Naming with Personal Names: Boring or Interesting?

A company’s name is its calling card. Naming strategies do vary, but a significant percentage of company names always include first or last names.

Companies established in late 19th or early 20th century often use the surnames or the full names of their founder(s) to honour their heritage. This practice is very popular across a variety of industries (especially among luxury fashion labels and professional services) where the founder’s talents and expertise are of high value.

15 Brands Named with Personal Names

As surnames and full names might produce a corporate and stiff feeling, many successful brands adopt first names or nicknames, such as Wendy’s, Ben & Jerry’s and Claire’s. These names introduce an element of intimacy, giving the brands a stronger personality, a young and fun spirit. Therefore, these brands usually have high relevance and are targeted to the mass public. For example, two former Unilever category managers created Fred & Ed in 2003, using two made-up nicknames to inspire an innovative children’s food brand. 

16 Consumer Brands Named with Personal Names

Other interesting examples are Tod’s and Zara; both are highly successful fashion labels with seemingly random names (i.e. not the founders’ names). So why choose these names?

17 Tod's

Tod’s was created by Diego Della Valle from his family’s shoemaking business in the 1980s. Della Valle was looking for a “charming name,” like Apple or Chanel, that would be simple, catchy and consumer-friendly. More importantly, the name Tod’s “is pronounced like it reads,” making it communicable in most languages. 


Zara was not always intended to be Zara. The founder of Zara intended to name the store Zorba, after the 1964 film Zorba the Greek. Unfortunately, the name was already taken by a bar opening on the same street. They later decided to name it “Zara”, a girl’s name. The name was a success. Just like Tod’s, “Zara” is simple, catchy and easily pronounced.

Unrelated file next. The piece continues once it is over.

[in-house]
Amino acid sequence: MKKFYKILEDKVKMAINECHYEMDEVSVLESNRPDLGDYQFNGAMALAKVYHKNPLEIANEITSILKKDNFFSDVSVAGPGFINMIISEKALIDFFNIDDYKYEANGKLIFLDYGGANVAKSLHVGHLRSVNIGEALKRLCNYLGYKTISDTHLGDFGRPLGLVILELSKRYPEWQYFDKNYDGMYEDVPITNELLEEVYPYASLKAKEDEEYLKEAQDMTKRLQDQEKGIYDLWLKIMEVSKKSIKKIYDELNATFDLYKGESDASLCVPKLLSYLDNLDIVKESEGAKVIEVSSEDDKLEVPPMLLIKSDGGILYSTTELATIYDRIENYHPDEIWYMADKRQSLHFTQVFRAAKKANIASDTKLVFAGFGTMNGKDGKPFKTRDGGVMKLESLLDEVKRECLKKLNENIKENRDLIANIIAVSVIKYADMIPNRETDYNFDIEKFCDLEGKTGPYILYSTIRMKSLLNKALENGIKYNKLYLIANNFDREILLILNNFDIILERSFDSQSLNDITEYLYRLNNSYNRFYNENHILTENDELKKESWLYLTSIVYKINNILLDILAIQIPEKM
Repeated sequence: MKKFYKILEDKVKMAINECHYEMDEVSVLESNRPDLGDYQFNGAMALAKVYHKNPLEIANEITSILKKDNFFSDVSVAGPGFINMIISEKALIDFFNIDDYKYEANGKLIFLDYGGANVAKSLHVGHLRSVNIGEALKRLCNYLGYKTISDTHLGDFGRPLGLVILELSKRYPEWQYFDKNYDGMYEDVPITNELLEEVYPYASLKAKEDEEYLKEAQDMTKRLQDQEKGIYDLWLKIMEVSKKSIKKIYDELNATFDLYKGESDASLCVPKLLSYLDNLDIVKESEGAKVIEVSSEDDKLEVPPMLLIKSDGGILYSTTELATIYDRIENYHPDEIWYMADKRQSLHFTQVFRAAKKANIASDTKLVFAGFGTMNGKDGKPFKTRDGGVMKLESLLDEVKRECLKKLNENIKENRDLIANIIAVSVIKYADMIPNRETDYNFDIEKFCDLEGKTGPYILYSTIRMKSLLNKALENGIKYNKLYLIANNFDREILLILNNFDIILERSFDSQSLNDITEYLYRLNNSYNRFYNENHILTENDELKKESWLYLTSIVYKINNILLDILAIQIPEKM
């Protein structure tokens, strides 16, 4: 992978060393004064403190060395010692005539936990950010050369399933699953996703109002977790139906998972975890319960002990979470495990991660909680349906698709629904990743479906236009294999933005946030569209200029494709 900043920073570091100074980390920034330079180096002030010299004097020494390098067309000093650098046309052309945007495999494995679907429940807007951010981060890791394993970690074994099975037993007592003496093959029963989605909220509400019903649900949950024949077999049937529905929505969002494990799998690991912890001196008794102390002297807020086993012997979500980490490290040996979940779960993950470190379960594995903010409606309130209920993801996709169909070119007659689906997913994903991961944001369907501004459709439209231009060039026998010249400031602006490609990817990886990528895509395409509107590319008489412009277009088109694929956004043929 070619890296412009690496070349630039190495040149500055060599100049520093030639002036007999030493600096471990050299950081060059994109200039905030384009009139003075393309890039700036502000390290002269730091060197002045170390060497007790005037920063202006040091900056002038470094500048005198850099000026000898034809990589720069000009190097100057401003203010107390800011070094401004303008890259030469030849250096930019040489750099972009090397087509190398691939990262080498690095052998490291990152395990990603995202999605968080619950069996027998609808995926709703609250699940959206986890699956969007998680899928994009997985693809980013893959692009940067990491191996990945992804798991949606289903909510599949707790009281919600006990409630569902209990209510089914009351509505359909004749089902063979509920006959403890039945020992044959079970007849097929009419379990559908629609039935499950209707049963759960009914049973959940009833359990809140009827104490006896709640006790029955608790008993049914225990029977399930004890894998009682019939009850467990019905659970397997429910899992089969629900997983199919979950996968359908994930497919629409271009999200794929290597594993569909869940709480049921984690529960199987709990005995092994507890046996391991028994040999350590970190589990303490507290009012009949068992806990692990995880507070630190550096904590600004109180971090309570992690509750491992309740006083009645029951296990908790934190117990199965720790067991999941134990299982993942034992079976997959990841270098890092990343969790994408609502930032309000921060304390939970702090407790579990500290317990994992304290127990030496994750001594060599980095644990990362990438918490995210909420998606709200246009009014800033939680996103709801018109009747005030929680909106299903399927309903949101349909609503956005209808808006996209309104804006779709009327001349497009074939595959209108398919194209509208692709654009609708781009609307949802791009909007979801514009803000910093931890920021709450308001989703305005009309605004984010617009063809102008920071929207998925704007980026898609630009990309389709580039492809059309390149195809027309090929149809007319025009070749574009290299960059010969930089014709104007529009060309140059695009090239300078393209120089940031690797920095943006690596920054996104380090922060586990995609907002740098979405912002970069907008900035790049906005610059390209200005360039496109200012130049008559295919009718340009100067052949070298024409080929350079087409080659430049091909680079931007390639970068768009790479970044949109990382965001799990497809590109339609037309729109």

In 1993, Prada launched its high fashion label, Miu Miu, headed by Miuccia Prada. The brand didn’t follow the common route of branding with designer’s full name but used her nickname instead. The unusual but simple, repeated syllables give the brand a young and fun spirit that aligns well with its positioning.

18 Miu Miu

However, this naming method also comes with risks and limitations. People are likely to have pre-existing impressions of certain names. Moreover cultural context may skew a brand’s message in foreign markets.  Therefore, companies have to be careful when choosing a nickname as a brand name.

Brands are becoming more creative in order to effectively differentiate themselves and to create relevance. Companies want their brand names to showcase their attributes and value. Nonetheless, with careful weighing of brand positioning, personal names are still a great choice in creating interesting and impactful brands.